That night, Toht stood with Belloq and Dietrich in the Tabernacle for the ceremonial opening of the Ark. Initially, the Ark seemed to bear only dust and sand, which was all that was left of the Ten Commandments. Between Belloq's failure and despair while Dietrich grabbed the sand, Toht burst into laughter, as he had never quite believed in the supernatural imperative of his assignment to begin with. His enjoyment was cut short, however, as a bizarre power surge destroyed all equipment in the vicinity of the Ark before apparitions began to emanate from within the gilded gold chest.[1]

Death by face melting

Toht's face melts.

The astonished Toht watched as one of the spirits approached them. Appearing as a youthful woman, the entity's visage gave way to a terrifying fanged countenance that snarled at the assembled Nazis. Toht's screams only increased as the Ark's full wrath was unleashed in the form of an intense fire that struck down the gathered soldiers.[1] For the Gestapo major, all his years of inflicting pain and torment on others to shape his masochistic tendences were finally, and literally, dissolving;[2] Toht's own face melted like tallow, before his remains were carried away by the following whirlwind.[1]

Legacy[]

After Toht's death, his sister Ilsa tried to avenge him by killing Indiana Jones, the adventurer who had contributed to his death. Ilsa, a high-ranking official of the Third Reich in the same vein as her brother, became head of a plot by the Nazis involving the theft of the Chachapoyan Fertility Idol and its use in manipulating the South American native peoples into sabotaging the American rubber interests and joining the Third Reich were war to break out. Deeming her as nasty as her brother, a battle of wits followed as Indiana Jones attempted to prevent Ilsa from enacting her revenge and succeeding in her mission. As a direct result of Jones' intervention, Ilsa perished in a violent plane crash.[5]

Personality and traits[]

"Heil Hitler."
―Arnold Ernst Toht[src]

A sadistic psychopath reputed for his resourcefulness, cunning[2] and ruthlessness,[8] Toht possessed an extensive knowledge of torture methods.[1] For Toht, all consisted in torture, interrogation and espionage.[8] Never veering from his established goals, Toht rarely broke from his spooky, gentle and disturbing manner, the most unnerving quality of his presence. He always counted with a shiny face due to his constant sweating glowing with an evil glimmer whatever the light and rarely shouted when giving orders, preferring to issue commands and interrogate with a subtle voice similar to a whisper punctuated by sinister laughs, managing to spook even fellow Nazis such as Oskar Schomburg and his crew.[6] Besides that he displayed a sardonic sense of humor as well, picking up something that uninformed observers could misinterpret as an instrument of torture, before revealing it as simply a hanger for his coat. Usually a quiet man, Toht favored black attire, wearing a fedora, leather coat and a full suit and tie regardless of the climate he was in. He had receding jet black hair and a pair of round spectacles spread across his broad face.[1]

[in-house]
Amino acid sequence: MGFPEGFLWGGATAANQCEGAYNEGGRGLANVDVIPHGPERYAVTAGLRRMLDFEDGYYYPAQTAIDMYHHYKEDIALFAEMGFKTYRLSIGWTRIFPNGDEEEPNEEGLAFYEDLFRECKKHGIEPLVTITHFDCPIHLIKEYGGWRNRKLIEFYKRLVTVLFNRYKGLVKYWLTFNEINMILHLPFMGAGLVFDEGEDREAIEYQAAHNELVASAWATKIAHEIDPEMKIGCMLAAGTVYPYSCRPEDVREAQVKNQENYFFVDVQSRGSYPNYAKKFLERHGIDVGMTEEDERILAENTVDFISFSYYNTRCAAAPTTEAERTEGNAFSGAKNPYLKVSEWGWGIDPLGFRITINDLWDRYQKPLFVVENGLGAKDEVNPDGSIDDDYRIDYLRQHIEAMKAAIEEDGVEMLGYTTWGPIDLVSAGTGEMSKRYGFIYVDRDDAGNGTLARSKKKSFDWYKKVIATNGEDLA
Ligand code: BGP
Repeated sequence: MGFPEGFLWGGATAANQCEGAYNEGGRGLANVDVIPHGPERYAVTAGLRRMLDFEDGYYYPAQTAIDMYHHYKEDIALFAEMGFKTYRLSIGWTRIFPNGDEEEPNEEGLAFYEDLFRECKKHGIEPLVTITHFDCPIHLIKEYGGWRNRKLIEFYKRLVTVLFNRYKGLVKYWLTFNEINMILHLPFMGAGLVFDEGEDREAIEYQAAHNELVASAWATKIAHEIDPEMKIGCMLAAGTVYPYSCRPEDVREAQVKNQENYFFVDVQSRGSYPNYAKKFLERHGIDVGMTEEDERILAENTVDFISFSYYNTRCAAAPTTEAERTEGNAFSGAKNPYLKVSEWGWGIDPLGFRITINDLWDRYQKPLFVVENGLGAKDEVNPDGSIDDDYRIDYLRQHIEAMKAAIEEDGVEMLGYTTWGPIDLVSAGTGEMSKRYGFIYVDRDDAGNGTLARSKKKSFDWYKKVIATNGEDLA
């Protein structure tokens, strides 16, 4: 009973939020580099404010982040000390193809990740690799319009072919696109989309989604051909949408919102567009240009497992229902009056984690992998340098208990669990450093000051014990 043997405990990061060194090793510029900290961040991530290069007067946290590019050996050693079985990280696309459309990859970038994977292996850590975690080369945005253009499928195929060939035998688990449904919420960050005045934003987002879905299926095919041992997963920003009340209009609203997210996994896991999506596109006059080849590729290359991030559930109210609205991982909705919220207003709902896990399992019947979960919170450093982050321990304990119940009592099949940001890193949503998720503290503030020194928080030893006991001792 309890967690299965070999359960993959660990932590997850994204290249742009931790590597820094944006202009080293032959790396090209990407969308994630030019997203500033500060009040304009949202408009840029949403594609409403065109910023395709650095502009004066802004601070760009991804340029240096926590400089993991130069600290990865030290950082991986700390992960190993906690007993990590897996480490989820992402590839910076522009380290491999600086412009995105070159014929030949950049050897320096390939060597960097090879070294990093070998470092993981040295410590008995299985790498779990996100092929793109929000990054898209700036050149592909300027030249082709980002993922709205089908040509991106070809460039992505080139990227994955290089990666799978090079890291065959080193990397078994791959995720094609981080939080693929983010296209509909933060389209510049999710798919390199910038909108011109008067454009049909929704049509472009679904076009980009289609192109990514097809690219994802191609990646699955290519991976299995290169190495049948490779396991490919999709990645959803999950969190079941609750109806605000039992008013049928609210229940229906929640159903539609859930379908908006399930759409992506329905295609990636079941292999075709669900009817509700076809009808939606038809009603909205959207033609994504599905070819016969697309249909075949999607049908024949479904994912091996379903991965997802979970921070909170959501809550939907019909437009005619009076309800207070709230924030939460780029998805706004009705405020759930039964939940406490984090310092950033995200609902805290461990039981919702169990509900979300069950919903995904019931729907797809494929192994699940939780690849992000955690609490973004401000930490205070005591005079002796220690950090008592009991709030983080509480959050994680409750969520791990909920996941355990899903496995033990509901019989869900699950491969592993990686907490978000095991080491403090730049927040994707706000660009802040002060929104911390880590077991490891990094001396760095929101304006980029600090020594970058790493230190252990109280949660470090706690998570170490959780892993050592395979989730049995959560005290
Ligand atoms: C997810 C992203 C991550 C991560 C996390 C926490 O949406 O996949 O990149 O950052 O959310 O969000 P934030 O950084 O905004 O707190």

Toht was loyal to Adolf Hitler, seeing him as "Germany's Messiah" that would lead them to become a world power from their turmoil, despite his own skepticism of anything claimed to be supernatural, instead feeling that selling the Ark of the Covenant, whose powers he highly doubted, to a gullible collector that could pay enough money for Germany to build their military might.[6] However, his primary goal was to just please his Führer by carrying out his orders to the letter in order to ensure his place in the Gestapo hierarchy.[2] He had no time to think over superstitions and mysticism.[8] He enjoyed René Emile Belloq's disenchantment when the opening of the Ark appeared to contain nothing but sand.[9] He was flabbergasted when the Ark began to unleash spirits which swarmed amongst the soldiers, and quickly became terrified when they showed their true colors.[1]

With a faith in Aryan society like many within the Schutzstaffel and the higher levels of Germany's military government,[2] Toht believed that "pure" Germans were a race of superbeings and that their supposed racial and political purity gave the Nazis the right to destroy any threat to their supremacy.[6] He was sure that one day, the Nazis were going to conquer the world and lead their country out of the depression and despair supposedly caused by World War I, Communism and the Jew people.[2]

Behind the scenes[]